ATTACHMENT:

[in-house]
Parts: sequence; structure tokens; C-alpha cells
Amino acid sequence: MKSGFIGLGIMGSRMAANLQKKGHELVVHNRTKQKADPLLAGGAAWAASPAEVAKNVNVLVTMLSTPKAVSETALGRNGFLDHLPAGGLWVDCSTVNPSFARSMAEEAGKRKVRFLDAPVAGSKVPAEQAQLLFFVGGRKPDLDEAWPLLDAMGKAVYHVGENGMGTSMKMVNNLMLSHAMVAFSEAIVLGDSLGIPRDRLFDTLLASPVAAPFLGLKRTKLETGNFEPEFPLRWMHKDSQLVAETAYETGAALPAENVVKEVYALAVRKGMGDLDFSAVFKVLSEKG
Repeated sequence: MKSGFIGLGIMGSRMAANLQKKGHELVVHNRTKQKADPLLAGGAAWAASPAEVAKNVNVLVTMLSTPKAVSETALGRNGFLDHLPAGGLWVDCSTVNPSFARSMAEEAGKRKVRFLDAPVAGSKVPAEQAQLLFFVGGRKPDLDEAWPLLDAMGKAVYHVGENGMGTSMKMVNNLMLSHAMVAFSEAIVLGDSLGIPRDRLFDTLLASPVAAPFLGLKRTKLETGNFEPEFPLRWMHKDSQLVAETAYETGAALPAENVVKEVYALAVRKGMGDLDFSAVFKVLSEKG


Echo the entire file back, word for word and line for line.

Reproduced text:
[in-house]
Parts: sequence; structure tokens; C-alpha cells
Amino acid sequence: MKSGFIGLGIMGSRMAANLQKKGHELVVHNRTKQKADPLLAGGAAWAASPAEVAKNVNVLVTMLSTPKAVSETALGRNGFLDHLPAGGLWVDCSTVNPSFARSMAEEAGKRKVRFLDAPVAGSKVPAEQAQLLFFVGGRKPDLDEAWPLLDAMGKAVYHVGENGMGTSMKMVNNLMLSHAMVAFSEAIVLGDSLGIPRDRLFDTLLASPVAAPFLGLKRTKLETGNFEPEFPLRWMHKDSQLVAETAYETGAALPAENVVKEVYALAVRKGMGDLDFSAVFKVLSEKG
Repeated sequence: MKSGFIGLGIMGSRMAANLQKKGHELVVHNRTKQKADPLLAGGAAWAASPAEVAKNVNVLVTMLSTPKAVSETALGRNGFLDHLPAGGLWVDCSTVNPSFARSMAEEAGKRKVRFLDAPVAGSKVPAEQAQLLFFVGGRKPDLDEAWPLLDAMGKAVYHVGENGMGTSMKMVNNLMLSHAMVAFSEAIVLGDSLGIPRDRLFDTLLASPVAAPFLGLKRTKLETGNFEPEFPLRWMHKDSQLVAETAYETGAALPAENVVKEVYALAVRKGMGDLDFSAVFKVLSEKG